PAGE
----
But Alexander’s shtick is literally repetitive. In fact, he made the exact same argument in the Washington Post eight years ago, in “Why Are Liberals So Condescending?” And while his cherry-picked instances of left-wing insufferability have been updated, mostly—Alexander couldn’t resist playing at least one Golden Oldie in both pieces, the favorite right-wing taunt about Obama’s “they cling to guns and religion” remarks from the 2008 campaign—the beats are nonetheless the same throughout. As is his bad-faith characterization when contrasting liberal vs. conservative rhetoric. (The racist Birther conspiracy theory and unparalleled GOP obstruction is again completely overlooked.) Recall the tsunami of bile spewing forth from Fox News and right-wing radio during Obama’s first term, and then decide for yourself if his description below matches reality:
Of course, plenty of conservatives are hardly above feeling superior. But the closest they come to portraying liberals as systematically mistaken in their worldview is when they try to identify ideological dogmatism in a narrow slice of the left (say, among Ivy League faculty members), in a particular moment (during the health-care debate, for instance) or in specific individuals (such as Obama or House Speaker Nancy Pelosi, whom some conservatives accuse of being stealth ideologues). A few conservative voices may say that all liberals are always wrong, but these tend to be relatively marginal figures or media gadflies such as Glenn Beck.
This reading of history is patently preposterous to any sentient human. But even setting that aside, one might think that Alexander would feel compelled in his latest Times op-ed to acknowledge that in the age of Trump, right-wing invective against the left (and the media, a common stand-in for the left ) really has intensified. Instead, he shrinks down Trump’s vast compendium of discriminatory and bigoted remarks to a mere two passing incidents, minimizes them with murky language, and then helpfully distances his supporters from even that tiny sliver of intellectual honesty:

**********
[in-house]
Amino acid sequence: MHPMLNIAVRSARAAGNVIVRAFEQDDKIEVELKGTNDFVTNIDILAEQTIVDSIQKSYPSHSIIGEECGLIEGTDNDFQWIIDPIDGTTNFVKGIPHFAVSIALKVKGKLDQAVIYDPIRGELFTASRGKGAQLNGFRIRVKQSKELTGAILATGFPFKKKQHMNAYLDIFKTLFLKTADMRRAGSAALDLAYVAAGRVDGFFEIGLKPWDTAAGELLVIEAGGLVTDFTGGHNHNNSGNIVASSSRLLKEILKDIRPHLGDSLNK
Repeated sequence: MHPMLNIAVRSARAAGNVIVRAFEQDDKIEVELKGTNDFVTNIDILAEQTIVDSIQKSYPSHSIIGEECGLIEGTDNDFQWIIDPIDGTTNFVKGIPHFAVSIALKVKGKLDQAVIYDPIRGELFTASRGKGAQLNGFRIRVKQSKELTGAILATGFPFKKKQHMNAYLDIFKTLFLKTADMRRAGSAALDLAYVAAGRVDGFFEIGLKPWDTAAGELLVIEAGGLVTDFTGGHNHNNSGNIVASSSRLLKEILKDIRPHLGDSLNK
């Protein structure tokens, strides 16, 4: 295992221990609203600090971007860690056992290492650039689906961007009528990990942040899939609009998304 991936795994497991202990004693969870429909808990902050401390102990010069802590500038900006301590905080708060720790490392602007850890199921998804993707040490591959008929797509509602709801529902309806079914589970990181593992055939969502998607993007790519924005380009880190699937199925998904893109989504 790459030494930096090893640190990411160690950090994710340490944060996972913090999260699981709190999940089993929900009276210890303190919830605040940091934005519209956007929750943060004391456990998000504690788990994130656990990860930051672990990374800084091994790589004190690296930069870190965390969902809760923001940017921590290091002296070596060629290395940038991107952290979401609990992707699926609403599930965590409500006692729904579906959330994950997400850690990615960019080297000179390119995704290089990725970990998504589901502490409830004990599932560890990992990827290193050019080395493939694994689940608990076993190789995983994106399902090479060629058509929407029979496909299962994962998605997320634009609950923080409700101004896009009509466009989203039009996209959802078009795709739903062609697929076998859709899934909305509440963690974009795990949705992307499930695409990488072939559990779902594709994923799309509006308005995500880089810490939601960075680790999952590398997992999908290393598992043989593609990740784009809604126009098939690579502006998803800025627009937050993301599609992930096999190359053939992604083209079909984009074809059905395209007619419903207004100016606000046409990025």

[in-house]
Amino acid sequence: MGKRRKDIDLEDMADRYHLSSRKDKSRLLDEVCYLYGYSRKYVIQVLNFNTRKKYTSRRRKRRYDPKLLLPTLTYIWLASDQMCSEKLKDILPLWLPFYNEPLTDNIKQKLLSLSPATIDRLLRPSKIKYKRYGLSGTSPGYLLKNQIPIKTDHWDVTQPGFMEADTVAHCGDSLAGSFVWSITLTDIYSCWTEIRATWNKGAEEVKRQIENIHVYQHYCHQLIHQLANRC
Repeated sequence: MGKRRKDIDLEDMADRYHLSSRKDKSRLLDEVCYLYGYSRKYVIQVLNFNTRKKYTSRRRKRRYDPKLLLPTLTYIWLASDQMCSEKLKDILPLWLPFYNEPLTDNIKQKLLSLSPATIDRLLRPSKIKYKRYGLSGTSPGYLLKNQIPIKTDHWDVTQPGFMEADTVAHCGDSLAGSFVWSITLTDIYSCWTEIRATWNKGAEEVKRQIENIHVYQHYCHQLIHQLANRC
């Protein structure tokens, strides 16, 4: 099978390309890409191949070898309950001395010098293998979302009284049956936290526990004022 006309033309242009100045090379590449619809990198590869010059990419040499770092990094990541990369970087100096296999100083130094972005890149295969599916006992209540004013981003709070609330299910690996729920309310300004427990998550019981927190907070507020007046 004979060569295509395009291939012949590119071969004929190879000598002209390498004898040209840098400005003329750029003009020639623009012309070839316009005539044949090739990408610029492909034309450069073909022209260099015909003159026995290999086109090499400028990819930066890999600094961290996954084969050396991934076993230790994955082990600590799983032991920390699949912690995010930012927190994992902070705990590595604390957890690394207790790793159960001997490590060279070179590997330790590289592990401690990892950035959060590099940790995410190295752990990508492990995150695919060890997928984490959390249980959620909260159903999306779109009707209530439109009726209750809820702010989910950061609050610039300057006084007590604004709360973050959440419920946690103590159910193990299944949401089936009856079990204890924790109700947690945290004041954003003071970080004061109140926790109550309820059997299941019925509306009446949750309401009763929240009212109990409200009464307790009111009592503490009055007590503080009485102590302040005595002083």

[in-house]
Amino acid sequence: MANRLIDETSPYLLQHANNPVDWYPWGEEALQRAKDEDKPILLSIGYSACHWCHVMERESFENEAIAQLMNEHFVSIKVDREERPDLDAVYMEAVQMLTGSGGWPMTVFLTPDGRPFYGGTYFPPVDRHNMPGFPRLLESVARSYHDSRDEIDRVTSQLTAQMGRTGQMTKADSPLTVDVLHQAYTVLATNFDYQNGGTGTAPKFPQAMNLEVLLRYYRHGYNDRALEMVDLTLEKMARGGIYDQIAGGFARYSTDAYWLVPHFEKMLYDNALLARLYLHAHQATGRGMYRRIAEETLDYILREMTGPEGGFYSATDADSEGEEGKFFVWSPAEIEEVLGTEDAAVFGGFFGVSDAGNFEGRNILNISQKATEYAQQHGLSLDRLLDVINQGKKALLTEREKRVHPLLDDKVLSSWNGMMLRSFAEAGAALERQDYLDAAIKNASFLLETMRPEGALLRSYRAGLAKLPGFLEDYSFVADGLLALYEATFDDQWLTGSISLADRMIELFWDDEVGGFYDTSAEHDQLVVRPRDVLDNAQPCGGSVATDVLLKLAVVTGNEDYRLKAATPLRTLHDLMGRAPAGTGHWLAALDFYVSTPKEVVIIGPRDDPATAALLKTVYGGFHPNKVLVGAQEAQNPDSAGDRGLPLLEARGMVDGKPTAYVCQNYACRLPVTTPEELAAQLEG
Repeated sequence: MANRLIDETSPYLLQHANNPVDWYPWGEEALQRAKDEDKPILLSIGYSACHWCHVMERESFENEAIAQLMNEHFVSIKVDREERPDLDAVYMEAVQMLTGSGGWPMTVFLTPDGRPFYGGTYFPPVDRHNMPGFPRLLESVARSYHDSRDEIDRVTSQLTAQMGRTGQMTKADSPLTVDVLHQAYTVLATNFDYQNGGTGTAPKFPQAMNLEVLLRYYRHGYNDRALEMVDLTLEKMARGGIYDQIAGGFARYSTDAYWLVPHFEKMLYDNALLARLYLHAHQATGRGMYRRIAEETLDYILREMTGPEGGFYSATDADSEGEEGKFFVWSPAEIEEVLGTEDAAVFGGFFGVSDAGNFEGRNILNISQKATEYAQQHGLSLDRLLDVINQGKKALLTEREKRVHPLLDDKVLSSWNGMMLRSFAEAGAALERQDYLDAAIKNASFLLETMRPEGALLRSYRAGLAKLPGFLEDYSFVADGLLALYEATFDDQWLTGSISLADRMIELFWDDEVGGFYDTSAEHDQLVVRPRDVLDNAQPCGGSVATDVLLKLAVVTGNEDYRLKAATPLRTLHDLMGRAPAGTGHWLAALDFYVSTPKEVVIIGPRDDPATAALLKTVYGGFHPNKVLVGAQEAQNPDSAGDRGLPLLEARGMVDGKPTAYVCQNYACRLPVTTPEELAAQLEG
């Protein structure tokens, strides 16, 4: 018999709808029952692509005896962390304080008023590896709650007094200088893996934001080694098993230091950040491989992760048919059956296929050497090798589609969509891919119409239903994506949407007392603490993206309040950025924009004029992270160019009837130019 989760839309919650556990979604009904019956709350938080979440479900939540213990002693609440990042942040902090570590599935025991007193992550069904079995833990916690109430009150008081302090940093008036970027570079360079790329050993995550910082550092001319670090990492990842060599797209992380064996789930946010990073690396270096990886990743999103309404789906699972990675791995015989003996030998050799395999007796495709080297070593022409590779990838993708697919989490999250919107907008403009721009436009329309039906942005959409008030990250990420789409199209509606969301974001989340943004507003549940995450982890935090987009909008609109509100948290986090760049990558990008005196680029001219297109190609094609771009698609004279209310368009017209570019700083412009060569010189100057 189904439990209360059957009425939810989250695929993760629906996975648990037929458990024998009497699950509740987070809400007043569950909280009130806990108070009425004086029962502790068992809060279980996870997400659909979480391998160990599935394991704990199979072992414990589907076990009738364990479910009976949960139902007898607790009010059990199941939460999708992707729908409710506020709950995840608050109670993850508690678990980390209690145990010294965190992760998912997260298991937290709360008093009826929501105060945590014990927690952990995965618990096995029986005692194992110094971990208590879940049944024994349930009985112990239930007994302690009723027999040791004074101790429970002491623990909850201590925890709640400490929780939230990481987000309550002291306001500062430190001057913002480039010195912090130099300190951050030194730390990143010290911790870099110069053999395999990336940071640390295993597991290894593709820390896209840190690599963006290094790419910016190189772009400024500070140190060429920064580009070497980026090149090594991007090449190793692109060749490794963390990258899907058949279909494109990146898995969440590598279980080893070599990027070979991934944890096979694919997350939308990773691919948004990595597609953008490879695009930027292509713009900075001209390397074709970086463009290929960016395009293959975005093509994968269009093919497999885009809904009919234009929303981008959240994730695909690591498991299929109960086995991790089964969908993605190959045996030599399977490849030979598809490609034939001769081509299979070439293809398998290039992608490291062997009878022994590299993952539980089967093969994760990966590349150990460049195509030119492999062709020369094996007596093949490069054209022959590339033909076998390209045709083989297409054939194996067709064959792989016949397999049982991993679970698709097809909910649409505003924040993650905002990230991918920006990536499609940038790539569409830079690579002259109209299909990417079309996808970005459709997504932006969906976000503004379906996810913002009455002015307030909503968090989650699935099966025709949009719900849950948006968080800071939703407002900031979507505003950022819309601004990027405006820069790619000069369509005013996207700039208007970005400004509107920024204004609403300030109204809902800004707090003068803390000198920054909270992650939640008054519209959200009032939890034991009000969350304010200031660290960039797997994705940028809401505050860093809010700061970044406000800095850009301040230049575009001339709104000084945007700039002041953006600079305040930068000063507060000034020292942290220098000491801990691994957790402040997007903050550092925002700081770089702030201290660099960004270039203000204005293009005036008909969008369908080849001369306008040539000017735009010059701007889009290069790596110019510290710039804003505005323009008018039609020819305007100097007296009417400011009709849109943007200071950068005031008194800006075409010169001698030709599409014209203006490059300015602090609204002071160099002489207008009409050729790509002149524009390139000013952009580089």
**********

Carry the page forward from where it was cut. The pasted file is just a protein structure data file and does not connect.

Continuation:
Admittedly, the president doesn’t make it easy. As a candidate, Mr. Trump made derogatory comments about Mexicans, and as president described some African countries with a vulgar epithet. But it is an unjustified leap to conclude that anyone who supports him in any way is racist.
This is a thinly veiled shot at Hillary Clinton’s “deplorable” comment about Trump supporters during the 2016 campaign. Which she apologized for, and which, if we’re being fair, was aimed at what she said were the “half” of Trump’s supporters that endorsed racism, sexism or other discriminatory policies.